Cindy Rostron is Bringing Stone Country With Her


When modelling sensation Cindy Rostron got the call to be on the cover of Vogue, there was only one problem: she didn’t actually know what it was yet.

Fast forward a year, and the Indigenous teenager from Stone Country—one of the most remote parts of Western Arnhem Land in the NT—has not only bagged a Vogue cover, she’s also completed a vitally important learning on country ranger’s program, graduated high school, and walked at fashion week many miles from home. Though it’s easy to get swayed by the trappings of success at any age (let alone when you’re 17 years old), being raised on Country, surrounded by an extended family of musicians and artists has kept her feet planted firmly on Stone Country ground. Cindy’s biggest hope is to use her pathway into the world of fashion to be a role model for any young person who is walking in the two worlds of bininj and daluk (indigenous man and woman) and balanda (white person), as well as using her career as a vehicle to share the stories of her ancestors and caring for country. We caught Cindy somewhere between camping trips into remote bushland to visit sacred sites and back home filming Tiktoks for her followers to find out more about the inspiring young teenager.

 

View this post on Instagram

 

A post shared by Cindy Renae Rostron (@rostroncindy07)

Where did you grow up, and how do you think it’s influenced who you are today?
I grew up on Korlobidahdah outstation. It’s just beautiful and I love the way I live on Country with nature and natural things. Growing up on Country has made me feel healthy, comfortable in my spirit and brave.

You have such a creative family. Can you tell us a bit more about what their talents are, and how they’ve inspired you?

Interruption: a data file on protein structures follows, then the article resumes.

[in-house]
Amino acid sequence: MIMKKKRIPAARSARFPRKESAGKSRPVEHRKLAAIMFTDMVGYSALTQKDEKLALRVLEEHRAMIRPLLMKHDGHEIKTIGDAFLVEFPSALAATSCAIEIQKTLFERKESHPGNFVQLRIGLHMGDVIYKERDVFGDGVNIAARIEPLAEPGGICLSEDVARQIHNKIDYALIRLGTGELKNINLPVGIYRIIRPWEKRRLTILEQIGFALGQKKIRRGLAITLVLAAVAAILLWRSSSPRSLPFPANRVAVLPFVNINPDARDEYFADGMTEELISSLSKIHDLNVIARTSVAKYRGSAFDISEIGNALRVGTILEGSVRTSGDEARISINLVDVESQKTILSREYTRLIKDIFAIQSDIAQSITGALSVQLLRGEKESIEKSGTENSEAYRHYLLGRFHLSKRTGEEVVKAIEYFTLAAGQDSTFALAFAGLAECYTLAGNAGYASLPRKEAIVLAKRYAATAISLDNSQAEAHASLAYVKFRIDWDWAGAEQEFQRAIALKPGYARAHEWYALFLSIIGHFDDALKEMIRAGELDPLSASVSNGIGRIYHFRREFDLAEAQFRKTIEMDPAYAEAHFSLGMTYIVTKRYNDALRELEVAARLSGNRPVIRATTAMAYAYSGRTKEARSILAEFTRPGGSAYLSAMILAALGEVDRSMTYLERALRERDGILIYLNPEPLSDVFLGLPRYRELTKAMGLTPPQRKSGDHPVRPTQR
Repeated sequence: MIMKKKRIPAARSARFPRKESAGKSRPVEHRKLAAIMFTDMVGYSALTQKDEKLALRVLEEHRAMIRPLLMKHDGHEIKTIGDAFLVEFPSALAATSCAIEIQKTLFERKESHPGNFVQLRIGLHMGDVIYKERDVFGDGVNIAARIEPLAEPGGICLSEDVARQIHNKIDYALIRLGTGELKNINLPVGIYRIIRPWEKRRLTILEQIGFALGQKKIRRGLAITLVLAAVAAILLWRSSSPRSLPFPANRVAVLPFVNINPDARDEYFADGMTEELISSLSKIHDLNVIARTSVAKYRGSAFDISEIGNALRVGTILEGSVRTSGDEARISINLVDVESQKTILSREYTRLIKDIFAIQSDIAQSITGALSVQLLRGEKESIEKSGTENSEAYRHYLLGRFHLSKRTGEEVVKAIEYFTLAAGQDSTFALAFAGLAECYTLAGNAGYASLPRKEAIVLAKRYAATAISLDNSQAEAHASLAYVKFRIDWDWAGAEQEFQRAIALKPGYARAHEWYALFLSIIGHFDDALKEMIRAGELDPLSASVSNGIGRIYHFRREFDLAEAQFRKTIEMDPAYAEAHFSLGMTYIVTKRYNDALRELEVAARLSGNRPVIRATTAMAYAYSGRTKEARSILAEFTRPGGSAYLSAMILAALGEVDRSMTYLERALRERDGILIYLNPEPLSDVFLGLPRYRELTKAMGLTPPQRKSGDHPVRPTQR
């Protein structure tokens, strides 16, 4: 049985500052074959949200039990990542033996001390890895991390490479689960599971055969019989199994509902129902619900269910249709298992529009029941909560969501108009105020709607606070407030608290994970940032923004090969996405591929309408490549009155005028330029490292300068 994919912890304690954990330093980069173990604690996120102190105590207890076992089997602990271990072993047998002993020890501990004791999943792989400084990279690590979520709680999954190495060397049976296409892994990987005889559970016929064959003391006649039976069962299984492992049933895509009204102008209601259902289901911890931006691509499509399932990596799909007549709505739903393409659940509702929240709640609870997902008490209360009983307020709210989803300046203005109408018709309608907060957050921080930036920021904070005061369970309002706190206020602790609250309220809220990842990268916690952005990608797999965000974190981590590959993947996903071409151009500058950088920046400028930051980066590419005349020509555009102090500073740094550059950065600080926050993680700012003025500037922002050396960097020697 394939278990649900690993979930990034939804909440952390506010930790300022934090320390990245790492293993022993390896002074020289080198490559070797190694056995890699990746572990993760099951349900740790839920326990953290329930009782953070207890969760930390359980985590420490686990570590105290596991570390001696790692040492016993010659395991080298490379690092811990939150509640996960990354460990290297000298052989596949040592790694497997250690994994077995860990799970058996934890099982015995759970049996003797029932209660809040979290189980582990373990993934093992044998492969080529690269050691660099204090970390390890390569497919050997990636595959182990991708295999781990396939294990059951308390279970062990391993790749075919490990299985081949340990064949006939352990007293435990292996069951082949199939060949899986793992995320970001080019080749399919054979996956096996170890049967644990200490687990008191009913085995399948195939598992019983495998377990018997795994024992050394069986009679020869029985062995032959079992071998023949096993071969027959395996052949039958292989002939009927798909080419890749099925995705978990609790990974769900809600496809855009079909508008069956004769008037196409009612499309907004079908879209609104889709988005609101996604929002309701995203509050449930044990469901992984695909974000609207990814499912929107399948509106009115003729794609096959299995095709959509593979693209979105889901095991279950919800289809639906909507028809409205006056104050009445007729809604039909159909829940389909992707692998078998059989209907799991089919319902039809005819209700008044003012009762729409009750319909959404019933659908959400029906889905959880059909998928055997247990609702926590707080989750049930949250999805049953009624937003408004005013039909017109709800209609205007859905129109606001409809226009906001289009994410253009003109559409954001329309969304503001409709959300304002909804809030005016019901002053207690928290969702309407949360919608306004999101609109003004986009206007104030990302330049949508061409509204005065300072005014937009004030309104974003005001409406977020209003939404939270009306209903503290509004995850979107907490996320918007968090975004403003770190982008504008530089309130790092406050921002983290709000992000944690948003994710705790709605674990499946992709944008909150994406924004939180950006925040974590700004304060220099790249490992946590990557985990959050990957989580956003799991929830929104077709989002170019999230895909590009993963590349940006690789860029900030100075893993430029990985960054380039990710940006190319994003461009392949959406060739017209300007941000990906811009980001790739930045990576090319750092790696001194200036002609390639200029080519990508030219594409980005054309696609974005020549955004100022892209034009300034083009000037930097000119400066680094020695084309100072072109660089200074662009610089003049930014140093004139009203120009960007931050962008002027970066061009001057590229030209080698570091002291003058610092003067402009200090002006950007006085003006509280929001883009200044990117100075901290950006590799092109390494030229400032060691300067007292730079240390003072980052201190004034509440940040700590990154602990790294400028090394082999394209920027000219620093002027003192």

They’re all musicians and artists, and they inspire me to do music and art. They’re creative and strong in their culture and all very talented. I’m proud of my brothers and my father who are working hard at music with their band WILDFIRE MANWURRK.

How do you want to use fashion to share your culture with people?
It’s important for me, my community and all Aboriginal women across Australia to see our culture being represented. I want to see other young Aboriginal girls chasing their dreams and showing the world who they really are! Sharing my knowledge and culture with Indigenous people from other Country is so important, too, and how we connect so we can work together as one mob.

What’s a talent people might not know you have?
My secret talents are singing and art. I just love being creative.

We’ve heard that you’ve also completed a ranger program. Can you tell us more about what that is, and what you learnt from it?
The ranger program is important because it ensures that there are people always caring for Country. Doing this ranger program is important to our people and the land. I learnt how to care for Country, and I learnt how to use balanda (white people) tools. Working together and using all the tools available is important so that we can understand how one another works best.

 

View this post on Instagram

 

A post shared by Cindy Renae Rostron (@rostroncindy07)

You recently took a trip to Sydney for a film premiere and fashion week, which must’ve been really exciting! What was your favourite thing you did or saw, and can you see yourself ever moving to a city?
My favourite thing was getting to dress up in amazing outfits. It was so cool! I love visiting the city but it’s so busy, and I always want to be in nature, so I don’t see myself living in the city right now. I can’t see the stars in the city.

What other plans do you have for 2022 and beyond?
My biggest goal of 2022 was to finish high school, which I have just completed and I’m graduating in December! I’m so proud of myself. Another dream of mine is to support my father to build a house on his homeland, on his mother’s Country called Banam-banamdi.

To see more from the 2002 Monster Children Annual, pick up your copy here.

Sign up for the Monster Children Newsletter